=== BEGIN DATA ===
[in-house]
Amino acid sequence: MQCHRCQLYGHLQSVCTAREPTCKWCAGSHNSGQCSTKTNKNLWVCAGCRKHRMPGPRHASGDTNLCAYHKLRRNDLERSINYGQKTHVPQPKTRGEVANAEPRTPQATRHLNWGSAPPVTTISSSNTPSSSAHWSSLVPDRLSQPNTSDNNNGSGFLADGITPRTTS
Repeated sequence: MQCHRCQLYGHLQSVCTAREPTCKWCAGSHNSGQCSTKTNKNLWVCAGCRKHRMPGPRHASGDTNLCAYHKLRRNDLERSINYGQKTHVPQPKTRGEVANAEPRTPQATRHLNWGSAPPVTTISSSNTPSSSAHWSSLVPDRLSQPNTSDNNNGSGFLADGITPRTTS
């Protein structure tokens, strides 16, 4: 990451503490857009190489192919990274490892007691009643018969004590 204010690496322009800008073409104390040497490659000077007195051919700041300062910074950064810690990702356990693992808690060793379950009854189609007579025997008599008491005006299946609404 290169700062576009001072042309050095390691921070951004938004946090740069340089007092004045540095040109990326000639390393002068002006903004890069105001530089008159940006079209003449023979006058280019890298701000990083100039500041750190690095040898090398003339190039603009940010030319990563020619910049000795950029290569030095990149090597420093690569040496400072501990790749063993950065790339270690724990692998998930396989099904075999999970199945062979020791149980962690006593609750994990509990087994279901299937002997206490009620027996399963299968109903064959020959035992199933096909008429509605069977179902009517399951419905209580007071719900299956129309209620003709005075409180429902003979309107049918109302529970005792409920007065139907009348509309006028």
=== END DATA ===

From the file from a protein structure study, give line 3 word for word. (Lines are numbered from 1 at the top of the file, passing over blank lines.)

Repeated sequence: MQCHRCQLYGHLQSVCTAREPTCKWCAGSHNSGQCSTKTNKNLWVCAGCRKHRMPGPRHASGDTNLCAYHKLRRNDLERSINYGQKTHVPQPKTRGEVANAEPRTPQATRHLNWGSAPPVTTISSSNTPSSSAHWSSLVPDRLSQPNTSDNNNGSGFLADGITPRTTS